Our first day in Seoul was spent making the trek up to North Korea! Joe really wanted to go to the border and the only legal way to do that is to go with a tour group. I hate tourist traps, but I agreed to go anyway. We spent two hours on a tour bus with several other Americans and one Korean guide. He was admittedly pretty entertaining and told us interesting stories that illustrated the state of North Korea. South Korea funds a worker program that pays North Koreans to build infrastructure to connect the countries via a railway (South Korea is a peninsula, so it has to go through North Korea to be connected to the rest of the world via land). They even pay for the worker’s meals which include one Chocopie snack. These snacks were so popular that the workers would opt to pool them together and sell them at market. For Christmas, instead of a cash bonus that the government would confiscate, they asked for more Chocopies. This was an interesting glimpse into the difficult relationship between the countries.
Seoul is located along the Han River. During the North Korean invasion, the few bridges were immediately destroyed which left the South Koreans as sitting ducks. After the war, they vowed to never let that happen again and constructed 29 bridges across the river. I love learning these interesting facts that explain why a city looks the way it does!
Once we got close to the border, we stopped for lunch at an authentic Korean restaurant. We had to sit on the floor and eat everything with chopsticks (we became quite skilled at this!). I’ll be honest – I’m not sure what type of dish we ate, but it was served on a hot plate and had pork, mushrooms, and lettuce. It came along with kimchi, some noodles, and seaweed! I loved the black seaweed the most.
The tour of the demilitarized zone (DMZ) was quite time consuming. First we had to go through several passport checkpoints and then sign waivers. We also had to switch busses and watch a powerpoint presentation on the history of the area. Basically, the DMZ is a 2.5 mile wide buffer zone surrounding the “border” or military demarcation line. It is actually the most heavily militarized border in the world!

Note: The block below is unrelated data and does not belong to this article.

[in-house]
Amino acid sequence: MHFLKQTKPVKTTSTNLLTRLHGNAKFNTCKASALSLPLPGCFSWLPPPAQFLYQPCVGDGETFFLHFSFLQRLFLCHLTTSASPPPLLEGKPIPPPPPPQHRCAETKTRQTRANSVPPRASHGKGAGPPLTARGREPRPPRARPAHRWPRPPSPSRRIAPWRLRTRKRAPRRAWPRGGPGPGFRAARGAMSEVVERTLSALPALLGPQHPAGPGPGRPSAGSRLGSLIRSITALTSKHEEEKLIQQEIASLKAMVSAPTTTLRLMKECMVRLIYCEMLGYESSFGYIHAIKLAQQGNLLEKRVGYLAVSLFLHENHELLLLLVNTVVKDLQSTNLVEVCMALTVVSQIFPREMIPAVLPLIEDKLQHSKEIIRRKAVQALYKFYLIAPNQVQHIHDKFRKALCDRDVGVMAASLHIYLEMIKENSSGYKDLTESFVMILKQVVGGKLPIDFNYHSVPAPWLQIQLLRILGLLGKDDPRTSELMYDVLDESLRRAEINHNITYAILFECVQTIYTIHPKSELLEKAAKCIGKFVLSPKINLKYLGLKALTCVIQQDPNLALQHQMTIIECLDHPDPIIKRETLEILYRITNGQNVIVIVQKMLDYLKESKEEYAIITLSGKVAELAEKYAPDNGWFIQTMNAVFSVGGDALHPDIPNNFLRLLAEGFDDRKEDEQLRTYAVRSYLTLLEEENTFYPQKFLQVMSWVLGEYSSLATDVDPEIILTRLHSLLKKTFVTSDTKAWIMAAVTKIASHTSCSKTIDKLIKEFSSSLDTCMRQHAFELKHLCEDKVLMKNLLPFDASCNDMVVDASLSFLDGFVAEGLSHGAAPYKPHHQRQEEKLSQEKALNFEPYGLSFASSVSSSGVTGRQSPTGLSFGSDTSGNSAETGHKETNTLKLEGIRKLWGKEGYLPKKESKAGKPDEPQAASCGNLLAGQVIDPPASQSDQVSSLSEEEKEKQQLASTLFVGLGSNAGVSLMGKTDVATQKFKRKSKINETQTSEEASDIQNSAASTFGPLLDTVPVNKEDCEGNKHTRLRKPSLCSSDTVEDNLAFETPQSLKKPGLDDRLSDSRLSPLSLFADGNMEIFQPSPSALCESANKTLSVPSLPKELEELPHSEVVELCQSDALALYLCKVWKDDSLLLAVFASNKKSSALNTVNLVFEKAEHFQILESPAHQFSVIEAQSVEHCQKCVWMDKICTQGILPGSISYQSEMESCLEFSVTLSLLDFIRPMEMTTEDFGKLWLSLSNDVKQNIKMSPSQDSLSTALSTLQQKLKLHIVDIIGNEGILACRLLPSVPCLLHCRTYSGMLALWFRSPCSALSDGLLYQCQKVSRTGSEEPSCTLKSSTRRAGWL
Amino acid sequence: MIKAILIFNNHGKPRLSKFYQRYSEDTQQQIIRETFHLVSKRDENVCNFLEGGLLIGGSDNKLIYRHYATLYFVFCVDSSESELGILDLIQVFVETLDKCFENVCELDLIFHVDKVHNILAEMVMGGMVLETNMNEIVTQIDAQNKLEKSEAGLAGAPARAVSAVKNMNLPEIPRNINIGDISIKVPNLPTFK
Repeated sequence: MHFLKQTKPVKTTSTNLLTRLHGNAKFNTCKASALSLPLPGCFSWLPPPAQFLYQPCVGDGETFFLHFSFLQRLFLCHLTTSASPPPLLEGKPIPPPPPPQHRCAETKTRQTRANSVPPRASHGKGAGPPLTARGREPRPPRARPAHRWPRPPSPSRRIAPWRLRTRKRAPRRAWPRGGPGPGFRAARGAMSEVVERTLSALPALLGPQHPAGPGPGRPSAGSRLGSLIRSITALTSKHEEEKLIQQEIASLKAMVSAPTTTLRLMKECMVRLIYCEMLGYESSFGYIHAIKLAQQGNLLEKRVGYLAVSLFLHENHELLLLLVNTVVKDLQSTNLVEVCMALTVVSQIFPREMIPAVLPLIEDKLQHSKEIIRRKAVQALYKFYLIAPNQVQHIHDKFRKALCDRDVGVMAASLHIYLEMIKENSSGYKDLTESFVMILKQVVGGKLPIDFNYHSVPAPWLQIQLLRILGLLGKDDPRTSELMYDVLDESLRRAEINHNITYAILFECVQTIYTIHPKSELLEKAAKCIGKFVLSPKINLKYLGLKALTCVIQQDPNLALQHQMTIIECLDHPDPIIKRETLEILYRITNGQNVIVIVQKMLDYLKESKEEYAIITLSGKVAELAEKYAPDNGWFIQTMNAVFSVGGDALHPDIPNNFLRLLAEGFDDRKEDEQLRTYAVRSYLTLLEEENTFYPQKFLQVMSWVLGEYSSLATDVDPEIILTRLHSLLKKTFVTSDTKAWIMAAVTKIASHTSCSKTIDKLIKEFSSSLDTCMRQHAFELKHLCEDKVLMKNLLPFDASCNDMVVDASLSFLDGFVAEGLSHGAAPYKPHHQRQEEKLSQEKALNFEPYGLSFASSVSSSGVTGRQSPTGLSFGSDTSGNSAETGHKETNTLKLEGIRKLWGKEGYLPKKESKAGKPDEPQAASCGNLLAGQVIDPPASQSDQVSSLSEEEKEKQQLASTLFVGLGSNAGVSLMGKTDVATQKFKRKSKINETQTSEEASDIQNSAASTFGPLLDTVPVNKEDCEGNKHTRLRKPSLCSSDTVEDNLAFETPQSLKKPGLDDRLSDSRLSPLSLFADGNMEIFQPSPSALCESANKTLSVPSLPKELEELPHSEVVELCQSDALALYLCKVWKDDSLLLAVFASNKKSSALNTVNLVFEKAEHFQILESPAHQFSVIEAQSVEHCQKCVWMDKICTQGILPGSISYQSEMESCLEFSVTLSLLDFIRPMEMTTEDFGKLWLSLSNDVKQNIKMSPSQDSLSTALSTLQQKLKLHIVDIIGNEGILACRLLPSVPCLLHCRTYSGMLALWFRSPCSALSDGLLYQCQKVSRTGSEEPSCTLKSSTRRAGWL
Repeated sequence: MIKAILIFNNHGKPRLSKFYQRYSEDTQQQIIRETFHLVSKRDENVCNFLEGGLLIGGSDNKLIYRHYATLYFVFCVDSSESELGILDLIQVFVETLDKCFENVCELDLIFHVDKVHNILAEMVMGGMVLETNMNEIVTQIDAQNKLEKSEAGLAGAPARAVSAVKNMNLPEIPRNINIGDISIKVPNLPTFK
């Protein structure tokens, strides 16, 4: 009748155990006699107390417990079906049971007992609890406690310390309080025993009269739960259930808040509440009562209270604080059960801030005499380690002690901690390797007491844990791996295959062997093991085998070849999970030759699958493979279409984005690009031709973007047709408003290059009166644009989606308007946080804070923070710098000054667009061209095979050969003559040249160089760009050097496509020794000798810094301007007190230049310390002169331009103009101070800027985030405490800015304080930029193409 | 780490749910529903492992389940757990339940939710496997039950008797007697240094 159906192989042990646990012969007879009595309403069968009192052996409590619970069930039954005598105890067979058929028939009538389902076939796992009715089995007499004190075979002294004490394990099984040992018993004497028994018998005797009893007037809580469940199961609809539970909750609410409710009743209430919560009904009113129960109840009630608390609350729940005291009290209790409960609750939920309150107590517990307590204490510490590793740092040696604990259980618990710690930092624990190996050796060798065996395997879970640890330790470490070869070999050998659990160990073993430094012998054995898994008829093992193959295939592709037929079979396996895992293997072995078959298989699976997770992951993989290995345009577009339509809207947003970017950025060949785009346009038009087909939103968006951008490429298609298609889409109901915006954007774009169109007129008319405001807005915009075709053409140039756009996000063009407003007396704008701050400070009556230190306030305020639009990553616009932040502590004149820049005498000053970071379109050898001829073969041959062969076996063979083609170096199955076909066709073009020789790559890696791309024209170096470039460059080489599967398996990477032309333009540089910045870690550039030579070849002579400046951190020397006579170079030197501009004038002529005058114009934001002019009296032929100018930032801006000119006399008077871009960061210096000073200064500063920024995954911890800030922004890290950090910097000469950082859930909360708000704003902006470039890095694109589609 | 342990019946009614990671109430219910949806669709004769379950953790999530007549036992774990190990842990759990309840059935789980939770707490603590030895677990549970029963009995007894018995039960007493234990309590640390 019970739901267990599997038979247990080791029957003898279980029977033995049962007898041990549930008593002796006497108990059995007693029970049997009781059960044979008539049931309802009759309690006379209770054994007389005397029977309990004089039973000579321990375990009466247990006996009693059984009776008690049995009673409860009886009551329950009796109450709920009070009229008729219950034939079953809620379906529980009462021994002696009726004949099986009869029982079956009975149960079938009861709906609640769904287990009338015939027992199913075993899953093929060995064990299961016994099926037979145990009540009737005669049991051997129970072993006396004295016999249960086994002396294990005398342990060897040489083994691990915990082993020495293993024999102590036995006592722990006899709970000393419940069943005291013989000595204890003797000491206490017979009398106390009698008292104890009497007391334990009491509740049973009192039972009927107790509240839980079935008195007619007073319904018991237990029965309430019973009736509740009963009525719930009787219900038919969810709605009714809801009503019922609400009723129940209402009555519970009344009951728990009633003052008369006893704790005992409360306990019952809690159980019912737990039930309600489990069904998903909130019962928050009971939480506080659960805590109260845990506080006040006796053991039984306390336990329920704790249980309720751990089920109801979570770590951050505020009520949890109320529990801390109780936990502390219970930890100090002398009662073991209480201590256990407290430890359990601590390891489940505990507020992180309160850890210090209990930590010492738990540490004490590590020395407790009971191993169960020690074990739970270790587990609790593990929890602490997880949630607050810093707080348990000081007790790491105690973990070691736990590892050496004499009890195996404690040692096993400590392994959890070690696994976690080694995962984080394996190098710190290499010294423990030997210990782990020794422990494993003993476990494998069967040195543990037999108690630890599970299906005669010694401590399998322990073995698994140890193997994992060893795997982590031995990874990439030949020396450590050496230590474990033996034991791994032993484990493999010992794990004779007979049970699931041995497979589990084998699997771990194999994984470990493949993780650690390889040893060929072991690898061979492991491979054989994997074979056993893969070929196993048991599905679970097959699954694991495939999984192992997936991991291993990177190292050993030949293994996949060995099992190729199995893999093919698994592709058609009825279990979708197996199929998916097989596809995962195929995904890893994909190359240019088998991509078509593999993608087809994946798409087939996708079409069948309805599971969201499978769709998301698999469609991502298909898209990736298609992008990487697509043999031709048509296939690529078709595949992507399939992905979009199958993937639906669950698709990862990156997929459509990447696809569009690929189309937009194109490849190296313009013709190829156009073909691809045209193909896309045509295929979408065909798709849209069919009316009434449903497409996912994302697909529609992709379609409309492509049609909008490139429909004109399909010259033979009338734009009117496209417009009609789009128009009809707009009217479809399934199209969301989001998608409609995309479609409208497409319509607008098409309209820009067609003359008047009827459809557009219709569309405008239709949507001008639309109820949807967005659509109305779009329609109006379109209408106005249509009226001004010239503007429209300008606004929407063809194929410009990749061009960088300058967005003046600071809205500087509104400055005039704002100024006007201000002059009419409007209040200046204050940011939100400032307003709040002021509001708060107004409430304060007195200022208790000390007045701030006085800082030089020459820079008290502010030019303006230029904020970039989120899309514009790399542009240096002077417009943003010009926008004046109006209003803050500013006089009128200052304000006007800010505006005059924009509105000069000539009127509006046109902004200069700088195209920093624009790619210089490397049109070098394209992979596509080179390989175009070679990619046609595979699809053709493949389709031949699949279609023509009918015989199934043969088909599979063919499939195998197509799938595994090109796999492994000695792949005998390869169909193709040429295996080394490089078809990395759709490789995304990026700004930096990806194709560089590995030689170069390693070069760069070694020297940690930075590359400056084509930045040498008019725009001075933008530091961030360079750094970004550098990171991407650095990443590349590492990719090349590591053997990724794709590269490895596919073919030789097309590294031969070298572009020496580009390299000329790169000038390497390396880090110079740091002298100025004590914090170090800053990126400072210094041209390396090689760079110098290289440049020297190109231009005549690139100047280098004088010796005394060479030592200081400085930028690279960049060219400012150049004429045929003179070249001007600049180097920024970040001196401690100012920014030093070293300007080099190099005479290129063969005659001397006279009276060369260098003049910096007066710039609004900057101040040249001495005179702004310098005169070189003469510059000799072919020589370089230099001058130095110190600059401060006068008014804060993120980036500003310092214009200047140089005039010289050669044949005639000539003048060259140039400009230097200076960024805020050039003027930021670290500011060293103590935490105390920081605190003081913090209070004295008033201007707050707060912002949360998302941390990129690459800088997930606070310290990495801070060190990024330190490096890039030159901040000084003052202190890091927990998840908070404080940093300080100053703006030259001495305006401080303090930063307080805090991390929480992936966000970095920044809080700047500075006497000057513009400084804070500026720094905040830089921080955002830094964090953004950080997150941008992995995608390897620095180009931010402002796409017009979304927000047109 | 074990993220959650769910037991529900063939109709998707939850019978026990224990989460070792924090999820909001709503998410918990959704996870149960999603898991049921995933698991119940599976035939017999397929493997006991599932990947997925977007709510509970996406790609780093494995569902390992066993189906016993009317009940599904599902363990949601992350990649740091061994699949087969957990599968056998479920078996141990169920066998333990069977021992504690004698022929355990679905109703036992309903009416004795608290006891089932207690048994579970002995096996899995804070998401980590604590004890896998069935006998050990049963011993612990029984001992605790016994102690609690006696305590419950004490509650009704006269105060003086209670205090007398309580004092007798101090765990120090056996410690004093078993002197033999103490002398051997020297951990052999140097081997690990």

Within this zone is the Joint Security Area. It used to be entirely neutral with a mix of North Korean and South Korean buildings, but in 1976, the axe murder incident occurred. American army officers were assisting the Korean Service Corps in trimming a poplar tree that was blocking the view between two UN watch towers. The North Koreans immediately issued them to stop, stating that the tree was planted by Kim Il Sung. A fight broke out and two American army officers were killed, one of them being Arthur Bonifas, whom Camp Bonifas is named after. After this incident, the JSA area became separated into a North Korean and South Korean side. In the photo below, you can see the giant North Korean building on the opposite side of the neutral UN buildings in blue!
The most significant building in the JSA is the conference room where negotiations occur. The room straddles the demarcation line, so half is North Korea and half is South Korea. Within the room, the border is represented by the telecom wire draped across the table. We had approximately 5 minutes to take photos of the room and gaze at the intimidating soldiers!
While in the JSA, we were ordered not to wear sloppy or revealing clothing, as the North Koreans could use the photos as propaganda to show how uncivilized the rest of the world is. We were also told not to point or make any gestures that could be perceived as hostile. It was a pretty solemn atmosphere and I definitely felt like we were going into uncharted territory.
However, this feeling soon faded as we were shuffled into the gift shop and witnessed the next group of 100 tourists being bussed around the grounds. Most of the tours are from the south, but North Korea does schedule the occasional tour for its citizens. I would love to compare the two tour narratives and see how radically different the two versions are.
After we were bussed back to Seoul, Joe and I went to Gangnam! This neighborhood is known as the wealthy fashion district with high end clubs. We had planned to bar hop, but 2 of the bars we wanted to visit didn’t exist! We spent almost 2 hours wandering around and trying to find directions.
Finally we went to Moon Jar for some authentic makgeolli. This is a creamy rice wine that tastes so sweet, you could drink a gallon! We ordered our drinks and the waiter said “…and for food?” We explained that we were only drinking and he said “No, not allowed.” Joe had wanted to go to a burrito restaurant and I wanted to try actual Korean food, so we decided I would order dinner here and he would eat at the burrito place. I got a pancake sampler – onion, shrimp, and a variety of other flavors. It was pretty great!
Afterward, we went to a couple more bars but realized we were too jet lagged to go to another club. We took an Uber Black back to the Airbnb. I don’t even want to know how much it cost!
It was a pretty interesting day of history, but I was excited to get to know Seoul during the duration of our trip to Korea. Next up – all the famous tourist sights!